Research to help shape efforts to reduce dangerous air pollution
By Bob Berwyn
Emissions from oil and gas production along the Colorado Front Range are a significant, measurable part of the region’s chronic summer ozone problem, scientists concluded after taking a close look at air pollution during an extensive research project in the summer of 2014.
Ozone levels in the area often spike above 70 parts per billion, a level deemed by the EPA to be dangerous to human health and to the environment, causing respiratory problems and damage to plants. About 17 ppb of that ozone are produced locally; about 3 ppb come from oil and gas industry emissions, according to a new study, published in the Journal of Geophysical Research.
Conservation advocates question plan for expanded fracking in Alaska’s Cook Inlet
Environmental advocates are warning that a plan to expand offshore fracking in Alaska’s Cook Inlet threatens a local population of beluga whales, considered to be among the most endangered whales in the world.
Broad coalition of conservation groups oppose measure that could speed approval of natural gas export terminals
Pro-fossil fuel legislators in Congress hope they can help their campaign donors by putting the cart before the fracking horse. An amended version of the Senate’s Energy Policy Modernization Act of 2016 (S. 2012) includes provisions that would speed up the Federal Energy Regulatory Commission’s approval of liquefied natural gas export terminals.
According to critics of the measure, that artificially increases the demand for U.S. natural gas and hits communities with additional health and climate risks. More than 370 organizations are urging the Senate to reject provisions in the bill that would encourage oil and gas fracking.
As part of a global series of protests against the continued burning of fossil fuels, hundreds of Colorado activists gathered this week in Denver to protest a Bureau of Land Management oil and gas lease auction at the Holiday Inn in Lakewood.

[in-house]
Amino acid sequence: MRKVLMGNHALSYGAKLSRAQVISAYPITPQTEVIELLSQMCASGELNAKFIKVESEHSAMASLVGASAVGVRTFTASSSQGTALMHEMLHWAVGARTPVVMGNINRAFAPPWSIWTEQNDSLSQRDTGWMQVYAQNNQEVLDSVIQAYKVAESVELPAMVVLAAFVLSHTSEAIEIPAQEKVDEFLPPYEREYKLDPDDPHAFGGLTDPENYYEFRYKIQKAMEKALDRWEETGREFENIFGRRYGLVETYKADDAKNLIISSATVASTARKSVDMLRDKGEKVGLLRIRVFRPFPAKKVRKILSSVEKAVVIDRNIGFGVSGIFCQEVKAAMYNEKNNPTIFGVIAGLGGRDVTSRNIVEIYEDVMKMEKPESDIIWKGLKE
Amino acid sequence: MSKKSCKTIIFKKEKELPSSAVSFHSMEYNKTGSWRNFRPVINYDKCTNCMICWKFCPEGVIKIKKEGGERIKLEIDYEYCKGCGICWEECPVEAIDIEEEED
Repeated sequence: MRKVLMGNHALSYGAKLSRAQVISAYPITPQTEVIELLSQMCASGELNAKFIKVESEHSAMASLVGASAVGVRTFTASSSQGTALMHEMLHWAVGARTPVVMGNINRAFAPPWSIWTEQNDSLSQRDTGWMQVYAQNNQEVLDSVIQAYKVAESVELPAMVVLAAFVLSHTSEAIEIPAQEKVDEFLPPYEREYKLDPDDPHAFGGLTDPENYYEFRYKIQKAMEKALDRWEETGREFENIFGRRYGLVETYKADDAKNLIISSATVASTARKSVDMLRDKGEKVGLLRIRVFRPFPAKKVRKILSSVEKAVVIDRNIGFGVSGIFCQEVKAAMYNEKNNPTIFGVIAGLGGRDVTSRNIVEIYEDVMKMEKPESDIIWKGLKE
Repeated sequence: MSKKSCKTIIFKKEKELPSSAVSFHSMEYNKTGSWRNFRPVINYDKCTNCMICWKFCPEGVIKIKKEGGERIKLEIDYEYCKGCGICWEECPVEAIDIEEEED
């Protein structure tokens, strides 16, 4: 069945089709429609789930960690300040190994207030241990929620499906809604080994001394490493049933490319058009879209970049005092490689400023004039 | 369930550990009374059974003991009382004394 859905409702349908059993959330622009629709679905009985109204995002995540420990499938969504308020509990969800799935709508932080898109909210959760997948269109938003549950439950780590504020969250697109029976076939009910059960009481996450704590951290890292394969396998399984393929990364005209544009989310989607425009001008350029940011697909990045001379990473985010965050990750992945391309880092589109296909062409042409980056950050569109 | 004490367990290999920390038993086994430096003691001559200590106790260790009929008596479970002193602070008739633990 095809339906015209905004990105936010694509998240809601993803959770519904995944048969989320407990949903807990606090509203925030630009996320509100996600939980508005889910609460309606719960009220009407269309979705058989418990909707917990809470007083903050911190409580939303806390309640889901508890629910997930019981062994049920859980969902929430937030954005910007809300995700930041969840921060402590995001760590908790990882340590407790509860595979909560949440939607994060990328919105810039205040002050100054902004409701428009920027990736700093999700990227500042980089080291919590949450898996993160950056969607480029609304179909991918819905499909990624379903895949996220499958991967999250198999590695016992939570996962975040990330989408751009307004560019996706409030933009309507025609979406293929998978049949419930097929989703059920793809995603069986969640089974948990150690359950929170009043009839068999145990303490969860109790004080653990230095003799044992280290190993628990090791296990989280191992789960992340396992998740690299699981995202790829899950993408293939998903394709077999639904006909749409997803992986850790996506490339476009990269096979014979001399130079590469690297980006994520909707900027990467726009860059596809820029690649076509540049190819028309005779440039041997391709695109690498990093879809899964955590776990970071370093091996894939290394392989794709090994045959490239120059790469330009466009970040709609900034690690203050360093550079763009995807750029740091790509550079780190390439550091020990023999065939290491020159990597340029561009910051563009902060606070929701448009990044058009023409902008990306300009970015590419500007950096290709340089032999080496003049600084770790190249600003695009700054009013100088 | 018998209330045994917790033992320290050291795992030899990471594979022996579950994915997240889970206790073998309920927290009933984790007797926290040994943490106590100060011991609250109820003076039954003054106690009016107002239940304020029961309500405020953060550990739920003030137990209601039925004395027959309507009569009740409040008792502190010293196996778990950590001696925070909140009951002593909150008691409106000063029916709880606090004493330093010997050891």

Organizers counted about 300 people at the May 12 rally, who demonstrated with signs and banners and tried to interrupt the auction of new oil and gas leases as part of the larger #keepitintheground movement. The goal is to prevent the catastrophic consequences of unchecked global warming, including deadly heatwaves, droughts, forest fires, water shortages and invasive diseases. Continue reading “Fossil fuels: ‘Enough is enough’”→
State BLM officials call for new studies on Mesa County project
Conservation groups and community advocates in western Colorado have slowed the fracking juggernaut at least temporarily, as federal land managers last week decided to redo an environmental study for a controversial plan to drill 108 new wells on 52,000 acres near the Grand Mesa. Under the proposed master development plan, the wells could produce up to 8.7 million barrels of oil over the next 20 years.
The agency said it made the decision based on the fact that the environmental study for the fossil fuel development project didn’t include any analysis of hydraulic fracturing, likely because of some behind-the-scenes maneuvering by the developers and Bureau of Land Management officials. But when the Western Colorado Congress and the Western Environmental Law Center challenged the plan, state BLM officials reversed course. Continue reading “Activists slow fracking juggernaut in western Colorado”→
State fails to meet EPA standard set to protect public health; ozone problems to worsen with global warming
By Bob Berwyn
The modest steps taken by Colorado to try and improve air quality along the Front Range aren’t enough, according to the EPA. This week, the federal agency said the state has failed to meet air quality standards set to protect public health.